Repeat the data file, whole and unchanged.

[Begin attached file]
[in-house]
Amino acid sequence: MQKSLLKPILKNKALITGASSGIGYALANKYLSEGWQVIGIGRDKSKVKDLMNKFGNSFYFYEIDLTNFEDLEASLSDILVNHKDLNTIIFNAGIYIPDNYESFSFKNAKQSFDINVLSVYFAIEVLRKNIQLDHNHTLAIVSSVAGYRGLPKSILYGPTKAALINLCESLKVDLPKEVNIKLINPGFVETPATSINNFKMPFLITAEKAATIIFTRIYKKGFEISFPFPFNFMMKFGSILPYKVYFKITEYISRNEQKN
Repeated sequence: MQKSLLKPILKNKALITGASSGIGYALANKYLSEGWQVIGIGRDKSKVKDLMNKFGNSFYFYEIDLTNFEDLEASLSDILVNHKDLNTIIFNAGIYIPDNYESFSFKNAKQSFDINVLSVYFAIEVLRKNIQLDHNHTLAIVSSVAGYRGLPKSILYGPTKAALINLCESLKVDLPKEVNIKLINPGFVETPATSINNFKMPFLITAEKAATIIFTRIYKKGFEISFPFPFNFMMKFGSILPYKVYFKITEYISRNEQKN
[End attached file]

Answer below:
[in-house]
Amino acid sequence: MQKSLLKPILKNKALITGASSGIGYALANKYLSEGWQVIGIGRDKSKVKDLMNKFGNSFYFYEIDLTNFEDLEASLSDILVNHKDLNTIIFNAGIYIPDNYESFSFKNAKQSFDINVLSVYFAIEVLRKNIQLDHNHTLAIVSSVAGYRGLPKSILYGPTKAALINLCESLKVDLPKEVNIKLINPGFVETPATSINNFKMPFLITAEKAATIIFTRIYKKGFEISFPFPFNFMMKFGSILPYKVYFKITEYISRNEQKN
Repeated sequence: MQKSLLKPILKNKALITGASSGIGYALANKYLSEGWQVIGIGRDKSKVKDLMNKFGNSFYFYEIDLTNFEDLEASLSDILVNHKDLNTIIFNAGIYIPDNYESFSFKNAKQSFDINVLSVYFAIEVLRKNIQLDHNHTLAIVSSVAGYRGLPKSILYGPTKAALINLCESLKVDLPKEVNIKLINPGFVETPATSINNFKMPFLITAEKAATIIFTRIYKKGFEISFPFPFNFMMKFGSILPYKVYFKITEYISRNEQKN